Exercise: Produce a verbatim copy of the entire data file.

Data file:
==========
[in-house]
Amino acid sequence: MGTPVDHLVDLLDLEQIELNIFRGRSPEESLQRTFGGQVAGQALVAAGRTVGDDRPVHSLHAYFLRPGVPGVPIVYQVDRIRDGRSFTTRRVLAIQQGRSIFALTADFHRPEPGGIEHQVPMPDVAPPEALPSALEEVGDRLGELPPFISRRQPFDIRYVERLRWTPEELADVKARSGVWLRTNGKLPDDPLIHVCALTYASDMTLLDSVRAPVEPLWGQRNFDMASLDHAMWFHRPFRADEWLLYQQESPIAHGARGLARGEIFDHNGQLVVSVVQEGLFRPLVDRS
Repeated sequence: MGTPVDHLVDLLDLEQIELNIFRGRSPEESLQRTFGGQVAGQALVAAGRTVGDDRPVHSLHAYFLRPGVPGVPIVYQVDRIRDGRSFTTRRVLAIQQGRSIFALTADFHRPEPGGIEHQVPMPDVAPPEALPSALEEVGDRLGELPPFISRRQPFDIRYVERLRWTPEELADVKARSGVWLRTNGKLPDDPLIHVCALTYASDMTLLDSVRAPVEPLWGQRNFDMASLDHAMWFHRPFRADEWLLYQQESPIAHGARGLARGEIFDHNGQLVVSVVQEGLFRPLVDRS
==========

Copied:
[in-house]
Amino acid sequence: MGTPVDHLVDLLDLEQIELNIFRGRSPEESLQRTFGGQVAGQALVAAGRTVGDDRPVHSLHAYFLRPGVPGVPIVYQVDRIRDGRSFTTRRVLAIQQGRSIFALTADFHRPEPGGIEHQVPMPDVAPPEALPSALEEVGDRLGELPPFISRRQPFDIRYVERLRWTPEELADVKARSGVWLRTNGKLPDDPLIHVCALTYASDMTLLDSVRAPVEPLWGQRNFDMASLDHAMWFHRPFRADEWLLYQQESPIAHGARGLARGEIFDHNGQLVVSVVQEGLFRPLVDRS
Repeated sequence: MGTPVDHLVDLLDLEQIELNIFRGRSPEESLQRTFGGQVAGQALVAAGRTVGDDRPVHSLHAYFLRPGVPGVPIVYQVDRIRDGRSFTTRRVLAIQQGRSIFALTADFHRPEPGGIEHQVPMPDVAPPEALPSALEEVGDRLGELPPFISRRQPFDIRYVERLRWTPEELADVKARSGVWLRTNGKLPDDPLIHVCALTYASDMTLLDSVRAPVEPLWGQRNFDMASLDHAMWFHRPFRADEWLLYQQESPIAHGARGLARGEIFDHNGQLVVSVVQEGLFRPLVDRS